TALLAHASSEE | There was broad agreement Wednesday among members of the Constitutional Revision Commission’s Ethics and Elections Committee that Florida’s application-based system for restoration of voting rights is deeply flawed.


Convicted felons must wait either five or seven years after completing their sentences before they are eligible to request having their voting rights restored. After that, the average wait time for a hearing before the Clemency Board is more than nine years.

Former state Sen. Don Gaetz said the process being used by Gov. Rick Scott and three Cabinet members to screen and review applications is managed in a way that gives the impression the state isn’t interested in helping felons regain their right to vote.

“I am now convinced that this system has to be fixed,” he said. “We don’t have an honest process here, and it’s designed not to work and it’s not accountable.”

Committee members became incredulous during a presentation from Julia McCall, coordinator of the Office of Executive Clemency, about the current restoration of rights process.

McCall said that about 300 cases are scheduled for a hearing with the Clemency Board each year from the 6,000 applications received annually. The average wait for a hearing is 9.2 years, and about 10,000 applications are pending at any given time.

The Clemency Board consists of Gov. Rick Scott and the three Cabinet members: Attorney General Pam Bondi, Agriculture Commissioner Adam Putnam and Chief Financial Officer Jimmy Patronis. In order for a restoration of rights application to be approved, Scott plus at least two Cabinet members must vote “yes.” So Scott alone can deny a request.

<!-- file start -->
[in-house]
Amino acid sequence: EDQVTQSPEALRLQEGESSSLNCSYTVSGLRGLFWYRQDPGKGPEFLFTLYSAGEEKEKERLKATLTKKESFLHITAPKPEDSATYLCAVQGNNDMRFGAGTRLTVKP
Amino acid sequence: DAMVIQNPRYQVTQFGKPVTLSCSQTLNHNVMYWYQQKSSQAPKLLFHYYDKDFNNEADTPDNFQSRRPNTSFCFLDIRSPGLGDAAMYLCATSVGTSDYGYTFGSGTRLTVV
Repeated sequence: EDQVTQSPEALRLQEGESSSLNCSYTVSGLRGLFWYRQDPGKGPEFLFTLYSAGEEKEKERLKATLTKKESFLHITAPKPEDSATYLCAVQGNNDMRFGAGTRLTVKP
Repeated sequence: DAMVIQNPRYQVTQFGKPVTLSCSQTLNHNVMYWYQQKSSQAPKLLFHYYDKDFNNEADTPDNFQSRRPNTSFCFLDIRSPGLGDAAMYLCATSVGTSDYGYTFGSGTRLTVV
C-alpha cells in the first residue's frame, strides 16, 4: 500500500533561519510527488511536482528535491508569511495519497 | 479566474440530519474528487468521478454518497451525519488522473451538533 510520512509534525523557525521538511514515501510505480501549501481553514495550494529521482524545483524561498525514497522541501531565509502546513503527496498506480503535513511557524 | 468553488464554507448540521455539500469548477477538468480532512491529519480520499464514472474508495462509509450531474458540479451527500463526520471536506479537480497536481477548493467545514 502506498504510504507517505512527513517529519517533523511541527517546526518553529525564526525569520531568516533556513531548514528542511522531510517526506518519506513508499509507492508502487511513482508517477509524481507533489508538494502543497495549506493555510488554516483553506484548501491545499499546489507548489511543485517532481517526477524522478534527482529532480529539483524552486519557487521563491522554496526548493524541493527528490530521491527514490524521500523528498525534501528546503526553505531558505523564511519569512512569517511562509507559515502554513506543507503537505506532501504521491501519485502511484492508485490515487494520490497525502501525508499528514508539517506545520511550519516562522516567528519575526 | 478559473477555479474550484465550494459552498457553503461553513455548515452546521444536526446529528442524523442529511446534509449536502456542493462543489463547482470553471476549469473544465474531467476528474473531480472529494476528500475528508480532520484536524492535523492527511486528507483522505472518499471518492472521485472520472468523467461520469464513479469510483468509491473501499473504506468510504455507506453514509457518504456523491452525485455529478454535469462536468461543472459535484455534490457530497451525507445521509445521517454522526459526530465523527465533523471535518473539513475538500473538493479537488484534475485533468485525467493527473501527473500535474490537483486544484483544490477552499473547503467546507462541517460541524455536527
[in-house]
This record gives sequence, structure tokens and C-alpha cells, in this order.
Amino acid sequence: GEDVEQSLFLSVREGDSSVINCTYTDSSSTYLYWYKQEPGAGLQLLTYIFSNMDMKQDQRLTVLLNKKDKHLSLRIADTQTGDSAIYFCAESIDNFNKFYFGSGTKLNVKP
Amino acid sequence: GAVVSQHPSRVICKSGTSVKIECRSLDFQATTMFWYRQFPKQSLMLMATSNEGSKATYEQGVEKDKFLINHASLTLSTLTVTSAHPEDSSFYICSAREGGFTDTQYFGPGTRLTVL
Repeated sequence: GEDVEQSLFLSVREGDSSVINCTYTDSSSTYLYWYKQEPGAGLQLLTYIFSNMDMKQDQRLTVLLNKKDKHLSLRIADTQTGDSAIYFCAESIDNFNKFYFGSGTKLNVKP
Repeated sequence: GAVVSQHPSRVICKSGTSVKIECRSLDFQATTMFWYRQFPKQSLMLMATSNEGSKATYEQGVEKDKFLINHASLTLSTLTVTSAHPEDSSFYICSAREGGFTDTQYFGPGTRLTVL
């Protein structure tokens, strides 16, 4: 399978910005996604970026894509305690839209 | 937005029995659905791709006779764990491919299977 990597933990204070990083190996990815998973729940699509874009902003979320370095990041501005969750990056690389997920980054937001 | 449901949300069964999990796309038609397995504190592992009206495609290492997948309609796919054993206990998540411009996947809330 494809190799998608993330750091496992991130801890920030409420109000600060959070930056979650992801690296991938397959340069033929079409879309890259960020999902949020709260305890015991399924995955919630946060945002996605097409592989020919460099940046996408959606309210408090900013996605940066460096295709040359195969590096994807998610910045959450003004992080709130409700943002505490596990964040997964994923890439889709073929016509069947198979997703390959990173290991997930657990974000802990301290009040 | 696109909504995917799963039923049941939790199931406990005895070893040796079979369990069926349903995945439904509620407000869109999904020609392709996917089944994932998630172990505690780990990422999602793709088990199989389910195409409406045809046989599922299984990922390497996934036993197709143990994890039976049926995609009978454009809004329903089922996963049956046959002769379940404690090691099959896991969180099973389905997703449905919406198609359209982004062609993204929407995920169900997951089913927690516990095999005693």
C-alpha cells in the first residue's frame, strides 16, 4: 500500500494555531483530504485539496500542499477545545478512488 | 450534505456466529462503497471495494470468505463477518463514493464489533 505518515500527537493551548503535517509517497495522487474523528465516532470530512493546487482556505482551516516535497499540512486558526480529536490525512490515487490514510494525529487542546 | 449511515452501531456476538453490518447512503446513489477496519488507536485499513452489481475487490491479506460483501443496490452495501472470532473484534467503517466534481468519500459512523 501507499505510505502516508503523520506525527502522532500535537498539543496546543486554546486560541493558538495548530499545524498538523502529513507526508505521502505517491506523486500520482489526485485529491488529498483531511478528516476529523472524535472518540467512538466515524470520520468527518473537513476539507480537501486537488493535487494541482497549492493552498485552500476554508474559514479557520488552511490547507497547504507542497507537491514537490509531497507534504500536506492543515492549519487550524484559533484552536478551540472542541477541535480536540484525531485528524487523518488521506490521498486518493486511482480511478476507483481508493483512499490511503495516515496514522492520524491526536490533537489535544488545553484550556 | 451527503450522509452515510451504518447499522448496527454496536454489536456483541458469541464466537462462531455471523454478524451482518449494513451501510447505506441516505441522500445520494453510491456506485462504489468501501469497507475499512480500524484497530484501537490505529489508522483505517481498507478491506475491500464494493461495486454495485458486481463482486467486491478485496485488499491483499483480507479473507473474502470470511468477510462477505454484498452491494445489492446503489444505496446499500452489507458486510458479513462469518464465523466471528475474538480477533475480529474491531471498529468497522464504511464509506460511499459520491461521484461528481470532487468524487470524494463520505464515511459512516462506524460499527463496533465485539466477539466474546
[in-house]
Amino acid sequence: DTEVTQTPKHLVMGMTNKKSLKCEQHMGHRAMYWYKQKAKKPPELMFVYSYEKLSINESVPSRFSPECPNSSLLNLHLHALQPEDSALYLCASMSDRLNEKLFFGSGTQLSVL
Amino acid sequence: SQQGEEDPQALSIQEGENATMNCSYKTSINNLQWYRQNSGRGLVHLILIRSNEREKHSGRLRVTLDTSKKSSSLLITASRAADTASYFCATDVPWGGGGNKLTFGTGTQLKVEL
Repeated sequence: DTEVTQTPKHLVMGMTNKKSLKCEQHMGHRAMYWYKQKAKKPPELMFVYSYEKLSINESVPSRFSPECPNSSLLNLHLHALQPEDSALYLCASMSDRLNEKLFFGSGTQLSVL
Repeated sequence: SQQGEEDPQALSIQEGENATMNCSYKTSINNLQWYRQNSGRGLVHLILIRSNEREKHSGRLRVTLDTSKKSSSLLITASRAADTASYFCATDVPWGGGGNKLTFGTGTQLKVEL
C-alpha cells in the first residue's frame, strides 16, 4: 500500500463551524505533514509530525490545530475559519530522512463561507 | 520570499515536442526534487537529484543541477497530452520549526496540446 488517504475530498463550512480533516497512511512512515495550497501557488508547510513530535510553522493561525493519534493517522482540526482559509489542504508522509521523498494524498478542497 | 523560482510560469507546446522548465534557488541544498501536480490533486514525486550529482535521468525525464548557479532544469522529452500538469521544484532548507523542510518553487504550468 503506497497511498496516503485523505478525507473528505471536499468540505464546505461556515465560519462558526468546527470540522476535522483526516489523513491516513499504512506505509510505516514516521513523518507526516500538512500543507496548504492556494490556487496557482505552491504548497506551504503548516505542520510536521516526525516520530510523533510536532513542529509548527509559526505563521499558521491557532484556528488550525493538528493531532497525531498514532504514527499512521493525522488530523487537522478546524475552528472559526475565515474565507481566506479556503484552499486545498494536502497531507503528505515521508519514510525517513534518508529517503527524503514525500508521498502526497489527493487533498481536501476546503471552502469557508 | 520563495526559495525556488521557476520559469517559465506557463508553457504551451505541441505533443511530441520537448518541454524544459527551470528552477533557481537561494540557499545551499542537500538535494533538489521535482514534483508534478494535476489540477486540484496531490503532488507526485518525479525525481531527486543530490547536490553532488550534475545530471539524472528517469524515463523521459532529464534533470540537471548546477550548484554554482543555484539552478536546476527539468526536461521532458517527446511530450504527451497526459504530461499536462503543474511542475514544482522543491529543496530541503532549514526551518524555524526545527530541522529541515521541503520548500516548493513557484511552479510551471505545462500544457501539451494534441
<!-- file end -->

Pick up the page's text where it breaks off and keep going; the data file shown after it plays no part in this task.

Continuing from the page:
Ethics and Elections Committee Vice Chairman Frank Kruppenbacher said he was hopeful he and his colleagues could move quickly on a fix.

“Nobody should wait that long,” he said. “If you want to put somebody back into society and let them feel equal and have their self-respect, you don’t disenfranchise them for years and years and years.”

The Constitutional Revision Commission has not said when it will begin weighing in on proposals that have been submitted on myriad topics. If 20 of 27 commission members agree on a proposal, it will be put on the ballot for voter consideration in 2018.

Ethics and Elections Committee members said wording on any restoration of rights proposal must be carefully chosen in order to give it the best chances of getting the 60-percent support necessary to become law.

Wednesday’s meeting included a presentation from Florida State University College of Law professor Wayne Logan about disenfranchisement laws nationwide. Logan said debate about restoration of rights has increased over the past 20 years, especially in conversations about reintegrating former inmates into society in order to reduce recidivism.

Disenfranchisement laws refer to a time in U.S. history when the right to vote was considered a privilege that people who committed serious crimes were no longer worthy of, Logan said. He told the committee that his personal view is that felons should be allowed to vote once they have completed their prison sentences, including probation, and paid any fines or restitution.

“That’s consistent with the idea that you’ve paid your debt to society and you therefore should be restored,” he said.

Gregory George, president of the Student Bar Association at Florida A&M University College of Law, encouraged committee members to lead the charge.

“For too long, Florida has been behind the curve on this issue,” George said. “This committee can change that. This committee can take a position that once an individual has served their time for crimes they commit they should be able to return to society to work, to own property, to start a business, to vote and to be productive members.”

Tia Mitchell: (850) 933-1321